- Netanyahu agreed with one of his hard-right coalition partners, Itamar Ben-Gvir, that the judiciary overhaul bill would be given an extension to the next session to pass the reform through negotiations, NBC reported. This will follow the Passover recess in April.
- As part of the agreement, a National Guard will be set up under Gvir's Ministry of National Security.
- The latest development indicates Netanyahu has not yet given up on the contentious reform bill, despite huge protests and widespread strikes.
Israeli Prime Minister Benjamin Netanyahu on Monday agreed to suspend a planned judiciary reform until the next parliament session after nationwide protests paralyzed the country.
Netanyahu agreed with one of his hard-right coalition partners, Itamar Ben-Gvir, that the judiciary overhaul bill would be given an extension to the next session to pass the reform through negotiations, NBC reported. This will follow the Passover recess in April.
"I am taking the time out for dialogue," Netanyahu later confirmed in a televised address on Monday evening, according to a Sky News translation. "From a will to prevent the rift in the nation, I have decided to delay the second and third reading in order to reach a broad consensus," he added.
As part of the agreement, a National Guard will be set up under Ben-Gvir's Ministry of National Security.
The latest development indicates Netanyahu has not yet given up on the contentious reform bill, despite huge protests and widespread strikes.
Netanyahu's administration survived a no-confidence vote early on Monday, following escalating demonstrations and strike action stoked by the dismissal of Defense Minister Yoav Gallant, who objected to the planned measures.
The prime minister — who is the longest-serving in Israel's history — was expected to announce a pause to the legislation on Monday, but the delivery of his statement was postponed three times, according to the Jerusalem Post. Far-right members of Netanyahu's governing coalition reportedly threatened to leave his government if he paused the legislation, hence the concessions like giving Ben-Gvir's ministry authority over the National Guard.
Local news on Monday estimated that 600,000 people took to the streets to protest the proposals, which would significantly weaken the country's judiciary and encumber attempts to remove Netanyahu from power.
Operations at the Haifa and Ashdod ports and flights out of Israel's Ben Gurion airport in Tel Aviv were halted by strike action. Israel's Leumi Bank also closed branches as part of the demonstrations, while Israeli embassies worldwide have been instructed to join the industrial action, according to a letter seen by Reuters. It is not yet clear whether the strikes will continue.
In short, the proposed judiciary overhaul would severely limit the Israeli Supreme Court's ability to review and strike down laws that it deems unconstitutional. The Knesset — Israel's Parliament — voted in late February to advance a major part of the reforms.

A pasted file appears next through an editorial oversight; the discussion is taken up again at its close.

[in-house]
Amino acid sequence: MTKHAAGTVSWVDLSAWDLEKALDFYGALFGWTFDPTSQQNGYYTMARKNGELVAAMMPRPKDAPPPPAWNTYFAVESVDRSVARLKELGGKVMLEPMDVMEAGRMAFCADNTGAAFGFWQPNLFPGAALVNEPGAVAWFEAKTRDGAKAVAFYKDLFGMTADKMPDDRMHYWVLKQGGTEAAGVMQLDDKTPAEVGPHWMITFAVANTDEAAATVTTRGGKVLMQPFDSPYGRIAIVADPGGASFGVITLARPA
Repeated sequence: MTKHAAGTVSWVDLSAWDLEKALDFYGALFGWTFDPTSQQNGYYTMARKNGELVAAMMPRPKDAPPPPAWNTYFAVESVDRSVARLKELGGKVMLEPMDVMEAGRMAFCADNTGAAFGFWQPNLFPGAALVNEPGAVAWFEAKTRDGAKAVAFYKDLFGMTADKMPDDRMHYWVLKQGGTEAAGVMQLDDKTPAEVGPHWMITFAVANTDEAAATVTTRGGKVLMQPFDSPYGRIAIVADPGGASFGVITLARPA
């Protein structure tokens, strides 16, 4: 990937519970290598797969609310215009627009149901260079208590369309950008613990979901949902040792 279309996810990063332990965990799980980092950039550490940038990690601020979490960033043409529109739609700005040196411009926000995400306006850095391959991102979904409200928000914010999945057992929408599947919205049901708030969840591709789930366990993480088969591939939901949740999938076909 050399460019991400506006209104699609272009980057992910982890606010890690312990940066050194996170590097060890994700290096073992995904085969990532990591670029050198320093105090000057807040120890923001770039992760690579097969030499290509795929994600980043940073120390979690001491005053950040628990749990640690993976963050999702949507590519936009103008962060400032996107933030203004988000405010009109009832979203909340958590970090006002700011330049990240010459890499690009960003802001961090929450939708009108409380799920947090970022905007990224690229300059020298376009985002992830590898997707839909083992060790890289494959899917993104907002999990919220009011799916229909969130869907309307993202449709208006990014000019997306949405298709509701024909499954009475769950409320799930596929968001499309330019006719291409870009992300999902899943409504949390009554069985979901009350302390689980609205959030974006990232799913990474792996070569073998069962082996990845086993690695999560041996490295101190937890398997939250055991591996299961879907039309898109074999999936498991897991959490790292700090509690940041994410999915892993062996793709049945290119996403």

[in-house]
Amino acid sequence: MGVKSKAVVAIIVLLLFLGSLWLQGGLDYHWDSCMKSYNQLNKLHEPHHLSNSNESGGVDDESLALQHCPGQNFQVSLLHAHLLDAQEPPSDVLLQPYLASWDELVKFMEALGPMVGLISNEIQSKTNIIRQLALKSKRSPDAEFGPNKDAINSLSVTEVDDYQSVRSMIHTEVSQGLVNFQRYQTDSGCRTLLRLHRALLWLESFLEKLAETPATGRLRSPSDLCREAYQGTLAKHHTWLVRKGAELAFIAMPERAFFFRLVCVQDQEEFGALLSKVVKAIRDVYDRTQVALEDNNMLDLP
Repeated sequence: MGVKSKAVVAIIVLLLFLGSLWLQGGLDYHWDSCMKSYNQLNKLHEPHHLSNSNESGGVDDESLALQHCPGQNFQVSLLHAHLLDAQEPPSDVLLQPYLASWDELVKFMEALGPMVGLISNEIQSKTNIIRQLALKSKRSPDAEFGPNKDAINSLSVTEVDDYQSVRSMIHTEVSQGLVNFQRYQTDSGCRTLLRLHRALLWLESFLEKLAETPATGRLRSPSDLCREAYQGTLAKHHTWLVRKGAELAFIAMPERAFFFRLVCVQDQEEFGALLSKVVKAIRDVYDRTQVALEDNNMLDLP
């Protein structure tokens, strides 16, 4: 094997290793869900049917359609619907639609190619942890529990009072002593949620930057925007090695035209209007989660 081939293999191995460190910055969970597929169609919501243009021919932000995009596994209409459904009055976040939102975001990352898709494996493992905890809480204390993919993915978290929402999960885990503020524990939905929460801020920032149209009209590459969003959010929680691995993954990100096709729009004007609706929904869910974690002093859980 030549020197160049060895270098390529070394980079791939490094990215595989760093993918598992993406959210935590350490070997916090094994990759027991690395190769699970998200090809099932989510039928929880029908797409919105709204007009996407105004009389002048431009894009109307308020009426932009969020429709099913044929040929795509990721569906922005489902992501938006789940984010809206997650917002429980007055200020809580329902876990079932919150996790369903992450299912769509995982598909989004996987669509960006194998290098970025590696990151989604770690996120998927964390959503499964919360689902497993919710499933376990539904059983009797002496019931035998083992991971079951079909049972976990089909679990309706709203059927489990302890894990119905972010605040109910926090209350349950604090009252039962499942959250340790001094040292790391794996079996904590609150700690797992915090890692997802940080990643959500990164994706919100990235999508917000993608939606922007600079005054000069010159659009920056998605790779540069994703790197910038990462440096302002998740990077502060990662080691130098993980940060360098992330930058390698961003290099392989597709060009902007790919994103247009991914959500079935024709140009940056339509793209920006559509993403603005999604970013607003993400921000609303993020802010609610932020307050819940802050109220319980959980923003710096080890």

They essentially have four main clauses:
- Allowing the Knesset to override Supreme Court decisions with a simple majority of 61 out of 120 seats while, currently, the court can block any law it deems unconstitutional.
- Removing the Supreme Court's ability to judge Knesset legislation and other government decisions for "reasonability"; this principle was exercised in the court's recent decision to rule one of Netanyahu's ministerial appointments as "highly unreasonable" because of past criminal convictions.
- Giving the most control over appointing judges to the ruling coalition, rather than to a current set committee of legal experts and representatives.
- Allowing ministers to appoint their own legal advisors, and taking away the authority of the latter to make binding decisions.
Netanyahu and his justice minister, Yariv Levin, said that the changes were needed to prevent the Supreme Court — which is unelected — from overly intervening in the cabinet and Knesset decision-making.
"The claim that this reform is the end of democracy is baseless," Netanyahu said in response to the torrent of criticism. The prime minister himself is currently under investigation on numerous counts of corruption and other charges, meaning he would likely benefit from a weaker judiciary.
He said that "the balance between the branches in the governmental system has been violated over the last two decades, and even more so in recent years," and that the reforms would "restore the correct balance between the branches."
But huge swathes of Israeli civil society, along with current and former lawmakers, strongly disagree, as evidenced over roughly four months of protests.
Israeli lawmakers, business leaders, and military officials as well as civil society members have vocally warned against the reforms. Former Israeli Prime Minister Yair Lapid called the situation "madness" and "a loss of control and a loss of direction."
Natan Sachs, director of the Center for Middle East Policy at the Brookings Institute, wrote in a report in late February that Netanyahu and his allies' "proposal would all but abolish the role of the Supreme Court as the sole check on executive and legislative power in Israel."
"In Netanyahu's new Israel, the slimmest of majorities could decide anything," Sachs wrote. "Pure, unbridled majoritarianism."